Something Gary Hanson, George Garrison and Susan Taft can all agree on: They really love what they do.
The Kent State Alumni Association named the three professors as recipients of the 44th Distinguished Teaching Award Tuesday with a surprise visit to each winner’s classroom.
Kent State’s most prestigious teaching award is presented annually to three full-time faculty members who “demonstrate extraordinary teaching in the classroom and a commitment to impacting the lives of students,” according to the Alumni Association.
Nancy Schiappa, associate director for outreach for the Alumni Association, said she received 562 applicants this year, which, to her knowledge, is the most in the history of the award.
The professors and other award finalists will be formally honored Oct. 28 at the University Teaching Council Conference President’s Luncheon in the ballroom of the Kent Student Center.
George Garrison- Pan-African Studies
George Garrison was lying in his bunk off the coast of Vietnam when he decided he wanted to go back to graduate school and become a teacher.
“I was thinking about what I was going to do later in my life, once I got out of the military,” Garrison said. “I began to think about the people who had the largest impact on me, and they were all teachers.”
Teaching was always the most honorable profession in the community Garrison grew up, he said, because it was seen as the bearer of knowledge and, thus, success.
“I can’t think of many (professions) that accomplish more good than preparing young people for the rest of their lives,” Garrison said.
After 16 years of teaching at Kent State, he said he received the DTA first with shock and then with a “mixed sense of great humility and great satisfaction.”
His strengths in teaching relate to the strengths of his subject. Pan-African Studies, he said, as one of the relatively new fields of study, is currently growing with new knowledge recently discovered and placed into the curriculum.
“Because we’re on cutting edge, there is still tremendous opportunity for energetic professors to go and be part of the discovery of this new knowledge,” Garrison said.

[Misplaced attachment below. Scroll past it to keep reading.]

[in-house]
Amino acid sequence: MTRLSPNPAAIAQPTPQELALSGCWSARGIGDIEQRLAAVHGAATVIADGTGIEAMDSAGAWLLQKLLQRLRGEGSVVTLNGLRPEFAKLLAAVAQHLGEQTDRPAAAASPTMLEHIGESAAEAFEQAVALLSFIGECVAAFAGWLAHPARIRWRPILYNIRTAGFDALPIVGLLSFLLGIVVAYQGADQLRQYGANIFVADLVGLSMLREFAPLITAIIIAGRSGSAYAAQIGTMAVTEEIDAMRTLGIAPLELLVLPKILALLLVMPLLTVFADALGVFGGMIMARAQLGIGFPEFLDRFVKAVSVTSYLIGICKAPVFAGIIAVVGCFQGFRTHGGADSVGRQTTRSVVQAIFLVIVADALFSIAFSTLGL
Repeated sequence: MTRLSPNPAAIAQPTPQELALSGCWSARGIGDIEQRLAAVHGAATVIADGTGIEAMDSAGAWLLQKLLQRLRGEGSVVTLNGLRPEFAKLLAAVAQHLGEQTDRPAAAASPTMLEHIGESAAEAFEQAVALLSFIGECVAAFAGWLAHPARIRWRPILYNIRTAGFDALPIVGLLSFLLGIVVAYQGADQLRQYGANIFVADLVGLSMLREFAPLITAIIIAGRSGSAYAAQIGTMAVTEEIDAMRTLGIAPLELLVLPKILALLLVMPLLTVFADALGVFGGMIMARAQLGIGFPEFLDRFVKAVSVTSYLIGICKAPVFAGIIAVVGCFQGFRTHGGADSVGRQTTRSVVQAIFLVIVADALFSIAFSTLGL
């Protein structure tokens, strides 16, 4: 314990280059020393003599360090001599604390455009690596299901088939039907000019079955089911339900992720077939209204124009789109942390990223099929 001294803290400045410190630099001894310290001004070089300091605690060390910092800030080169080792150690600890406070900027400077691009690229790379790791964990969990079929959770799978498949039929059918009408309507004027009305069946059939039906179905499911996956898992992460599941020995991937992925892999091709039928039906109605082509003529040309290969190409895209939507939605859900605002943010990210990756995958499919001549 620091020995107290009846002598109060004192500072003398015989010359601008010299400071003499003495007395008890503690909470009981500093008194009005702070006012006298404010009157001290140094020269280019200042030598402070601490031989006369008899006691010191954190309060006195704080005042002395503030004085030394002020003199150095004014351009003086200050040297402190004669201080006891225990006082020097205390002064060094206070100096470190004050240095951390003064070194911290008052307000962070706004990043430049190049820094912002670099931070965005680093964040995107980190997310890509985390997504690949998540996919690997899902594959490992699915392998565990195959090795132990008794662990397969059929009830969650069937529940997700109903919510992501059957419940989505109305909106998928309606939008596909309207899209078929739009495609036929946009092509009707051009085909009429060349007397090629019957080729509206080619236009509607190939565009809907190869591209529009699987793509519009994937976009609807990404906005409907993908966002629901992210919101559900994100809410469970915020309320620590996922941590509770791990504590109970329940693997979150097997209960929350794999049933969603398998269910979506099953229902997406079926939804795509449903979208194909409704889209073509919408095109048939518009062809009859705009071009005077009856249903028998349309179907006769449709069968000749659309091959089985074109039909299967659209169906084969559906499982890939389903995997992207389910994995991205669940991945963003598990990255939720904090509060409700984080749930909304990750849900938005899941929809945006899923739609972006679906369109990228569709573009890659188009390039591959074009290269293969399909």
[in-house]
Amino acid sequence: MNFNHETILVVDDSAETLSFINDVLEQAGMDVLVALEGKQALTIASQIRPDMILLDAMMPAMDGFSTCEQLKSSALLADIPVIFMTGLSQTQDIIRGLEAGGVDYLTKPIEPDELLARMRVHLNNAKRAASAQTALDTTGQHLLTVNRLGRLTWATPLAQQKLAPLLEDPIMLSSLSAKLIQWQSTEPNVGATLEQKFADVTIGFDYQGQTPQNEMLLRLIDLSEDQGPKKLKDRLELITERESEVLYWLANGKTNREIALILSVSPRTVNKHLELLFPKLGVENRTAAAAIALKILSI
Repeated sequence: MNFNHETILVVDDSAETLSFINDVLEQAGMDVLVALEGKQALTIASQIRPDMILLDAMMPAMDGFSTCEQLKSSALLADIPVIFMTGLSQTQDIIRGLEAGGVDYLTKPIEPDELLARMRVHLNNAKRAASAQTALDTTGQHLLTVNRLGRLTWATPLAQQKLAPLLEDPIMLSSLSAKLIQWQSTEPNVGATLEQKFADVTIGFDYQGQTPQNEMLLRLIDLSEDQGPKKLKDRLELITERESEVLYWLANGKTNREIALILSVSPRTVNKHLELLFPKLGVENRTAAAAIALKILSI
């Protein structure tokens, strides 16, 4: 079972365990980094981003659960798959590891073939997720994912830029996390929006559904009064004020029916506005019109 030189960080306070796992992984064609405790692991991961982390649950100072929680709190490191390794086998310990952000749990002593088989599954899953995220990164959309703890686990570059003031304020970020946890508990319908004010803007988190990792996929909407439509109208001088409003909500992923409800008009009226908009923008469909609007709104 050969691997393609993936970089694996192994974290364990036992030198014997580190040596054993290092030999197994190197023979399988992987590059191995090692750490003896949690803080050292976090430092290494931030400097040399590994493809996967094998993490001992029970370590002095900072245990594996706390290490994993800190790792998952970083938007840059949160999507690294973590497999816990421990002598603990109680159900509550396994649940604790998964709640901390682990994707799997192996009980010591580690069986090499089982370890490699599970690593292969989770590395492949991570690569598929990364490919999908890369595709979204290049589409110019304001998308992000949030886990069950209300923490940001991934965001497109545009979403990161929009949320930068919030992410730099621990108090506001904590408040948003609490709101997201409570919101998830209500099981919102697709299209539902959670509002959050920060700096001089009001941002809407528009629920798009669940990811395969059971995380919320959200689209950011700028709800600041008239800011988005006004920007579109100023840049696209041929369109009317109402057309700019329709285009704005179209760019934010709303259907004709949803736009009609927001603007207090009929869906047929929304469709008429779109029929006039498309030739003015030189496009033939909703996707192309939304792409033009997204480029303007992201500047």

Garrison’s students benefit from the personal research he conducts when he’s not in the classroom.
“I spent a lot of time traveling, collecting data, information, consulting with people, visiting museums and archives and discovering new information that I revise my courses with from year to year,” he said.
Garrison said he spent a recent summer in the Grand Canyon, studying paths that Native Americans traveled to discover the travels of African people who were in the present-day Southwest before Europeans even discovered the continent. This is not knowledge, he said, that any of his students learned in high school.
“I tell my students, ‘you will learn this for the first time.’”
Gary Hanson- Journalism and Mass Communication
Gary Hanson wants his students to feel the same passion he has for journalism.
“It’s pretty easy at a big university for students to become a number,” Hanson said. “And I think one of the strengths of the journalism school is you don’t become that.”
Hanson said he will stay nights to work with his broadcast students and create time to meet with them outside of the classroom. That, he said, is what the students will ultimately remember.
“I’ve been a real fan of journalism; I just love this stuff,” Hanson said. “I think the passion is contagious. A really good teacher conveys that passion.”